When chef Tom Colicchio’s long-awaited Topping Rose House restaurant opened its doors last September, it became the most buzzed-about spot on the East End. Now, the 19th-century Bridgehampton mansion is experiencing a second wave, with 22 rooms and cottages set to debut this month. Fellow Top Chef judge Gail Simmons sat down with the restaurateur turned innkeeper to discuss the opening, the menu, and his newfound interest in the hotel world.
Simmons: Why did you decide to get into the hotel business? Colicchio: When Topping Rose House’s owners, Bill Campbell and Simon Critchell, approached me about two years ago to do a restaurant, I thought it would be too difficult with such a small property to have someone running the restaurant and someone else taking care of the rooms. We felt that we understood what needed to happen from a hospitality standpoint. We just needed to hire someone who had the experience to take care of the day-to-day. The idea was that this business would ultimately provide a springboard to do other hotels.
The chances of running into the likes of New York City resident Hugh Jackman or Sarah Jessica Parker in one’s lifetime are—let’s face it—slim to Fat Chance. Getting to strike up an illuminating conversation with them about Gotham's charms over a cappuccino? Fuggeddaboutit.
Oh, the dreams of knowing our stars’ favorite city haunts. If not just to up the odds on a little celeb sighting, at least so we, the humble many, can discover the side of New York loved by the famous few.
Luckily, Jeryl Brunner has done the work for us. The author had the pleasure of discussing with some of New York's most beloved residents exactly what it is they adore about their home city—all their wonderful secrets are amassed in the recently launched book My City, My New York.
Requesting vacation time is not for the faint of heart. Just ask the 57% of working Americans who, according to a recent study, have opted to labor through nearly two weeks’ worth of paid vacation days this year.
Excuses run aplenty, but “being too afraid to ask the boss” takes the cake. In all honesty, how long does it take you to muster up the courage to ask for a week, an extended weekend, an hour away from your desk? (Case in point? It took me a full two months to muster up the courage to request time off, and I work at magazine that encourages travel!) Luckily, JetBlue sympathizes with this very plight.
This season, they’ve developed a fun, creative, interactive, amusing Facebook app that allows employees to pop the question without ever having to step up a meeting. Simply choose the month and amount of days you’d like to request, fill in a few names, decide between four funky themes, and voilà: a mini tailor-made movie that croons your workplace superior until their heart melts and your getaway is as good as on the calendar. (That is, of course, if you’ve the courage to hit “Send.”)
After shunning the play for its portrayal of Austria's great support of
the Third Reich during WWII, Salzburg is finally shelving its past. On October 23, theSalzburger Landestheater will debut The Sound of Music, the
beloved Rodgers and Hammerstein Broadway musical-turned-blockbuster film, for the first time in the city's history. Dutch actress Wietske
van Tongeren leads in the role of Maria while German music star Uwe Kröger woos as Captain von Trapp.
Yes, I'll confess. I'd never had a macaron until last night, when I braved the line, and the rain, for my first-ever taste of those light and lovely (and unequivocally French) treats by luxury Parisian patisserie Ladurée. No, I wasn't in the City of Love (though in love I fell…and hard). The brand’s newest outpost finally opened its doors to New York City, and America, last Tuesday, just in time for Fashion Week. And if that line, seemingly unabated since the opening, is any indication, this Upper East Side pastel-colored jewel is shaping up to be Manhattan’s next macaron mecca. (Move over, Bouchon Bakery!)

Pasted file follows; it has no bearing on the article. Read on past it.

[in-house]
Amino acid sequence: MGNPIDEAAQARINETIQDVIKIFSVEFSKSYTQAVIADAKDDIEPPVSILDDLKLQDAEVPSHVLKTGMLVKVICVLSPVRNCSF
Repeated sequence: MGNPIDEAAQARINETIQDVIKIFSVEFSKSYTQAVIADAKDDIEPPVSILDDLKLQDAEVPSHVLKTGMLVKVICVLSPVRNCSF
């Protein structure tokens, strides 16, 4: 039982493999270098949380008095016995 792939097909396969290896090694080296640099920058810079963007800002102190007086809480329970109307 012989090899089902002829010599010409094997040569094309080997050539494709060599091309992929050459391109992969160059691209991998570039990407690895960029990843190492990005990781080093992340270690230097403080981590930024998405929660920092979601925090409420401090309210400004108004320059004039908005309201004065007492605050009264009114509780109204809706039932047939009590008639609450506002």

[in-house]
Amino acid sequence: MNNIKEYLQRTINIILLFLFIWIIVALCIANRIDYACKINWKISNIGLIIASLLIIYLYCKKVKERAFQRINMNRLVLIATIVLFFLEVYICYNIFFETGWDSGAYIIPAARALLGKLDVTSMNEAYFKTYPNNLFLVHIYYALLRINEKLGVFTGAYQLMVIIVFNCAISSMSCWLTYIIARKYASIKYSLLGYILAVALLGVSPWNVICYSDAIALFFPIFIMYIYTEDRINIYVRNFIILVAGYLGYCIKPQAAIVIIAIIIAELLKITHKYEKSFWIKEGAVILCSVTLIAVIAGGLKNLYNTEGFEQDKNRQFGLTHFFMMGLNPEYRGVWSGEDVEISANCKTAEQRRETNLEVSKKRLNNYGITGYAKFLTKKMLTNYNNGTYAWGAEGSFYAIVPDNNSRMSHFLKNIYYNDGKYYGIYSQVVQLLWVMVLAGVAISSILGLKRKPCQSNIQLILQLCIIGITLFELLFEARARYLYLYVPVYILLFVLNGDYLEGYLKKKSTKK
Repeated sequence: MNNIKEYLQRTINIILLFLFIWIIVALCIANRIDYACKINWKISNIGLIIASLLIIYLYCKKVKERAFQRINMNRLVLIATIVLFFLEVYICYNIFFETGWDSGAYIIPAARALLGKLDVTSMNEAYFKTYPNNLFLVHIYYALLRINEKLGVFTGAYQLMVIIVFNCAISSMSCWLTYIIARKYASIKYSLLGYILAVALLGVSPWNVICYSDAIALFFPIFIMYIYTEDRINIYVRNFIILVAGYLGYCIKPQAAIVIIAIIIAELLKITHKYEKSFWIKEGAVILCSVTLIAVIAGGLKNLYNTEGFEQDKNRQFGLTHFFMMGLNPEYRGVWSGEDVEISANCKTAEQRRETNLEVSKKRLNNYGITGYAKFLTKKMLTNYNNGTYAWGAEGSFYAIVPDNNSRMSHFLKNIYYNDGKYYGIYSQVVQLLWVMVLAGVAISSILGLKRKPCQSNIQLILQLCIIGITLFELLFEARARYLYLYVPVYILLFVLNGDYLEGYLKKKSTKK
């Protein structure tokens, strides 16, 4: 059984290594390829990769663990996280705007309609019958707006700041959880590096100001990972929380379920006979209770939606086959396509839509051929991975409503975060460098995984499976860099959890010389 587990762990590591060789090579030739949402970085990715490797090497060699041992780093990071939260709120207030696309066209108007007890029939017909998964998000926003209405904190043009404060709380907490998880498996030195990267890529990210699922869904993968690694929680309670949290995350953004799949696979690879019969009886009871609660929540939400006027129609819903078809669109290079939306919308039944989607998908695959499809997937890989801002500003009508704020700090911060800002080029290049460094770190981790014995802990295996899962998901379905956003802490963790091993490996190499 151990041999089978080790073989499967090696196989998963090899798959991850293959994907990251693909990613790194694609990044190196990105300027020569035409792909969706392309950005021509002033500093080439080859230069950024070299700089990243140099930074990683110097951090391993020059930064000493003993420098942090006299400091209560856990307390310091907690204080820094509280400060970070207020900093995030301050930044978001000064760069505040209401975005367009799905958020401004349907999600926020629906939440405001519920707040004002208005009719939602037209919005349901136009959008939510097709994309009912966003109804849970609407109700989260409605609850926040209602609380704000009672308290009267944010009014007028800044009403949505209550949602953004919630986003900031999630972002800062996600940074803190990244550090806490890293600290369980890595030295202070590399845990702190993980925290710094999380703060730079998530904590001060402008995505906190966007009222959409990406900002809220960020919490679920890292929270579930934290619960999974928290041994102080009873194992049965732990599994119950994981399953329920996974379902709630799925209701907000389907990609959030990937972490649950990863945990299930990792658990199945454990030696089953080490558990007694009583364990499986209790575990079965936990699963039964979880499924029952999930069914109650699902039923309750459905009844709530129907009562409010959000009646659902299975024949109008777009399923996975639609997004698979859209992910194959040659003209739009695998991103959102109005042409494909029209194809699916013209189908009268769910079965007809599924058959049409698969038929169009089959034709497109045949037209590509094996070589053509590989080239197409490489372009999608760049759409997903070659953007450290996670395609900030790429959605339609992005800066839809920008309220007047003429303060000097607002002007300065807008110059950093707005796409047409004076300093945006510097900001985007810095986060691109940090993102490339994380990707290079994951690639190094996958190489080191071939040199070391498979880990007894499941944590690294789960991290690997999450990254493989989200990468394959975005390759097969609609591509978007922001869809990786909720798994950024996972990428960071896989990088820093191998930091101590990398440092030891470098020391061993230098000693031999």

A few years back, when I called South Kensington home, I distinctly recall trundling through London's Underground knowing, even with map in hand, that I had been misled. Eyeballing the official Tube map insinuated that Heathrow was the same distance west of South Ken as Tower Hill was to the east. So you can imagine my surprise when we rolled past Monument station towards Tower Hill 30 minutes ahead of schedule.
True—one should never assume subway diagrams bear any resemblance to street level. But admit it: we all do. An NYU study in 2011 found that passengers put their faith in transit maps far more than they do in their own travel experience. But shouldn’t we? Shouldn’t our maps clearly illustrate that the amount of time it takes to walk from Queensway to Bayswater beats switching lines by almost six minutes?
It's one thing to watch a herd of wildebeest thundering across an obscenely large, 3D flat screen dangling precariously from your living room wall. It is quite another to witness the Great Migrations in the flesh, accompanied by the sweet smell of your morning coffee swirling with the kicked-up dust from the Serengeti plains as the high-pitched trumpets of young elephant calves (or grunts from those numberless gnu) waft into your bedroom.
Toss away that remote. Two new properties, new to Tanzania and Kenya, obliterate the "Channel" and key in on the "Discovery" of the African wild.
Is your Bucket List in need of a little inspiration?
UNESCO to the rescue! Last week, its World Heritage Committee officially inscribed 25 new World Heritage Sites, bringing the swelling number to a whopping 936 worldwide.
Joining the ranks of recognized world wonders like Stonehenge, the Statue of Liberty, and Ayers Rock are the Longobards in Italy (above), seven buildings built by the Scandi-Germanic Lombard tribe who, during their powerful 6th- to 8th-century reign, established a distinct culture and architectural style that began Europe’s evolution from Antiquity to the Middle Ages.